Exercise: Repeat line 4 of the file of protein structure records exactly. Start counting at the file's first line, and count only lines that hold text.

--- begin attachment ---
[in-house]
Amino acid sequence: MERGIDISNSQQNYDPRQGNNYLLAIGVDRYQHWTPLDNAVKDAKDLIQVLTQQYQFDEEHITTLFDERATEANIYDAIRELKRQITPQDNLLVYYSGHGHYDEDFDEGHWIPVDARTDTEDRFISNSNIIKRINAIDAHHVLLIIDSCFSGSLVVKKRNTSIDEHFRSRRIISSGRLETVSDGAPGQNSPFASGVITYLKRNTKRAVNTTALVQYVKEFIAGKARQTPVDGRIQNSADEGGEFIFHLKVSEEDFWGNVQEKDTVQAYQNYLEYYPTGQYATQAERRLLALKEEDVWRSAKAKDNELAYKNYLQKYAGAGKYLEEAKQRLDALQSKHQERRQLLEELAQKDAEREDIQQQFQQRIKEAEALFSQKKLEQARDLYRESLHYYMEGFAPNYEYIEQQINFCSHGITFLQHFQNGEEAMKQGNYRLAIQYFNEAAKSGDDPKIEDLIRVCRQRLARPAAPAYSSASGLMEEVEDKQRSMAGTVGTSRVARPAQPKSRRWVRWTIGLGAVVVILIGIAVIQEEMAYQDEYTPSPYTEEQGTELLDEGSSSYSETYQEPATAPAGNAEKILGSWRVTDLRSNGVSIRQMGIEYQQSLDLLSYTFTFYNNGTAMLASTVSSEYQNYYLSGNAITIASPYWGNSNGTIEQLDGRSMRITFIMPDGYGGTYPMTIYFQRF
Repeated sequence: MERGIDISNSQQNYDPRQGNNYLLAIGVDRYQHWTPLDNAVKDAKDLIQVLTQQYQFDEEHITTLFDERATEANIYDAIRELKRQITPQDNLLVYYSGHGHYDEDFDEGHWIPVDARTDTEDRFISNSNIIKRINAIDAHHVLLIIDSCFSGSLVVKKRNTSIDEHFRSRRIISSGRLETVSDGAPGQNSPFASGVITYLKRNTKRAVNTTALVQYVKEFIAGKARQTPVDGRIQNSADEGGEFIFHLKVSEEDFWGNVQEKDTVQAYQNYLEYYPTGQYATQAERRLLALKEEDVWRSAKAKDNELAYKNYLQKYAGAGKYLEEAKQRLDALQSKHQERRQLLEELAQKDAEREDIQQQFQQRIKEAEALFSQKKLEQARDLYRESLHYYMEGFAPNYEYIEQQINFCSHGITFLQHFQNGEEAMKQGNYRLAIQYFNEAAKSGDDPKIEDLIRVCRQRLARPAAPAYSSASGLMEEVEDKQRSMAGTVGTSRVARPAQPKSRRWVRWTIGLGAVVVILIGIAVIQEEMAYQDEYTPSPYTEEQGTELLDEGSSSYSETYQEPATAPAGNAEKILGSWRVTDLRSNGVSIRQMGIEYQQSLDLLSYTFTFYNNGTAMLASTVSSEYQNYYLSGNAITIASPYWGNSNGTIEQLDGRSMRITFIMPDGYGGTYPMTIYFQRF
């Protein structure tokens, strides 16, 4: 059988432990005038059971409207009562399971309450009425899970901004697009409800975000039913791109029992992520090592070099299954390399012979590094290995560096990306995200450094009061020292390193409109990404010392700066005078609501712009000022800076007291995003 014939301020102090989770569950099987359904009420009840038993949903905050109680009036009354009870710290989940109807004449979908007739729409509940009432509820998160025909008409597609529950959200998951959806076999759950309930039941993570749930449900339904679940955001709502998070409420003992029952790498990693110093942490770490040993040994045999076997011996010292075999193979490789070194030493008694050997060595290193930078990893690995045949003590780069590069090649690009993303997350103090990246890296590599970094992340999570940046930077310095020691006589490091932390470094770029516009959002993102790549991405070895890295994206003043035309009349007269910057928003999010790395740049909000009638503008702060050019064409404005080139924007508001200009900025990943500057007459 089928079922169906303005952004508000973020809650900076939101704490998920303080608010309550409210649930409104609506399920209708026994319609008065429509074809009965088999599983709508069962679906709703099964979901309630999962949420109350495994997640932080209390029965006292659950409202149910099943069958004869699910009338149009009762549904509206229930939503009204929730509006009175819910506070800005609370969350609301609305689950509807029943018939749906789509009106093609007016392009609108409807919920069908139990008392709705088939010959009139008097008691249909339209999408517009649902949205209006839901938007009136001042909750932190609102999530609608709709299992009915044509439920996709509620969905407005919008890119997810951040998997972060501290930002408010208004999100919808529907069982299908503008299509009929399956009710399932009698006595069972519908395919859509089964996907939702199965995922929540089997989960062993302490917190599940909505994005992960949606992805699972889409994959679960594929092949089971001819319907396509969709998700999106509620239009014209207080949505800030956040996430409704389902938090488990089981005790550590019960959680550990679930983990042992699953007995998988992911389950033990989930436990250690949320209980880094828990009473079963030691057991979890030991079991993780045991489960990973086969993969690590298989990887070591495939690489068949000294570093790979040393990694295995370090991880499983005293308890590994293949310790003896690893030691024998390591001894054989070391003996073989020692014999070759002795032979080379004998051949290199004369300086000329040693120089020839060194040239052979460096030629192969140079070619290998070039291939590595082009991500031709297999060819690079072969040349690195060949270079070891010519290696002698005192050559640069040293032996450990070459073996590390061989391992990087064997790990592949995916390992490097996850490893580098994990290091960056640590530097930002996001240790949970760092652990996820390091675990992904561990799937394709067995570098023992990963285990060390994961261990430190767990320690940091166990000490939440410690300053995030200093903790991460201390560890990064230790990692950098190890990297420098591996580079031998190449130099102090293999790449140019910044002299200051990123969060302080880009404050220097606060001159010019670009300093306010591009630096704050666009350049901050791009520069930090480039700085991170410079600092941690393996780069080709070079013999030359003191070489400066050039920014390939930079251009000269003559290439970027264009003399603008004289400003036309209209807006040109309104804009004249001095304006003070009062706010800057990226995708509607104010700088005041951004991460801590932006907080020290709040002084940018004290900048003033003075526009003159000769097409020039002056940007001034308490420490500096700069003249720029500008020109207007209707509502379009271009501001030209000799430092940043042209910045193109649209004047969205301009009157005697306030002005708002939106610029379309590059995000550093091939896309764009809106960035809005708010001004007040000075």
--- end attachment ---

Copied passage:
């Protein structure tokens, strides 16, 4: 059988432990005038059971409207009562399971309450009425899970901004697009409800975000039913791109029992992520090592070099299954390399012979590094290995560096990306995200450094009061020292390193409109990404010392700066005078609501712009000022800076007291995003 014939301020102090989770569950099987359904009420009840038993949903905050109680009036009354009870710290989940109807004449979908007739729409509940009432509820998160025909008409597609529950959200998951959806076999759950309930039941993570749930449900339904679940955001709502998070409420003992029952790498990693110093942490770490040993040994045999076997011996010292075999193979490789070194030493008694050997060595290193930078990893690995045949003590780069590069090649690009993303997350103090990246890296590599970094992340999570940046930077310095020691006589490091932390470094770029516009959002993102790549991405070895890295994206003043035309009349007269910057928003999010790395740049909000009638503008702060050019064409404005080139924007508001200009900025990943500057007459 089928079922169906303005952004508000973020809650900076939101704490998920303080608010309550409210649930409104609506399920209708026994319609008065429509074809009965088999599983709508069962679906709703099964979901309630999962949420109350495994997640932080209390029965006292659950409202149910099943069958004869699910009338149009009762549904509206229930939503009204929730509006009175819910506070800005609370969350609301609305689950509807029943018939749906789509009106093609007016392009609108409807919920069908139990008392709705088939010959009139008097008691249909339209999408517009649902949205209006839901938007009136001042909750932190609102999530609608709709299992009915044509439920996709509620969905407005919008890119997810951040998997972060501290930002408010208004999100919808529907069982299908503008299509009929399956009710399932009698006595069972519908395919859509089964996907939702199965995922929540089997989960062993302490917190599940909505994005992960949606992805699972889409994959679960594929092949089971001819319907396509969709998700999106509620239009014209207080949505800030956040996430409704389902938090488990089981005790550590019960959680550990679930983990042992699953007995998988992911389950033990989930436990250690949320209980880094828990009473079963030691057991979890030991079991993780045991489960990973086969993969690590298989990887070591495939690489068949000294570093790979040393990694295995370090991880499983005293308890590994293949310790003896690893030691024998390591001894054989070391003996073989020692014999070759002795032979080379004998051949290199004369300086000329040693120089020839060194040239052979460096030629192969140079070619290998070039291939590595082009991500031709297999060819690079072969040349690195060949270079070891010519290696002698005192050559640069040293032996450990070459073996590390061989391992990087064997790990592949995916390992490097996850490893580098994990290091960056640590530097930002996001240790949970760092652990996820390091675990992904561990799937394709067995570098023992990963285990060390994961261990430190767990320690940091166990000490939440410690300053995030200093903790991460201390560890990064230790990692950098190890990297420098591996580079031998190449130099102090293999790449140019910044002299200051990123969060302080880009404050220097606060001159010019670009300093306010591009630096704050666009350049901050791009520069930090480039700085991170410079600092941690393996780069080709070079013999030359003191070489400066050039920014390939930079251009000269003559290439970027264009003399603008004289400003036309209209807006040109309104804009004249001095304006003070009062706010800057990226995708509607104010700088005041951004991460801590932006907080020290709040002084940018004290900048003033003075526009003159000769097409020039002056940007001034308490420490500096700069003249720029500008020109207007209707509502379009271009501001030209000799430092940043042209910045193109649209004047969205301009009157005697306030002005708002939106610029379309590059995000550093091939896309764009809106960035809005708010001004007040000075």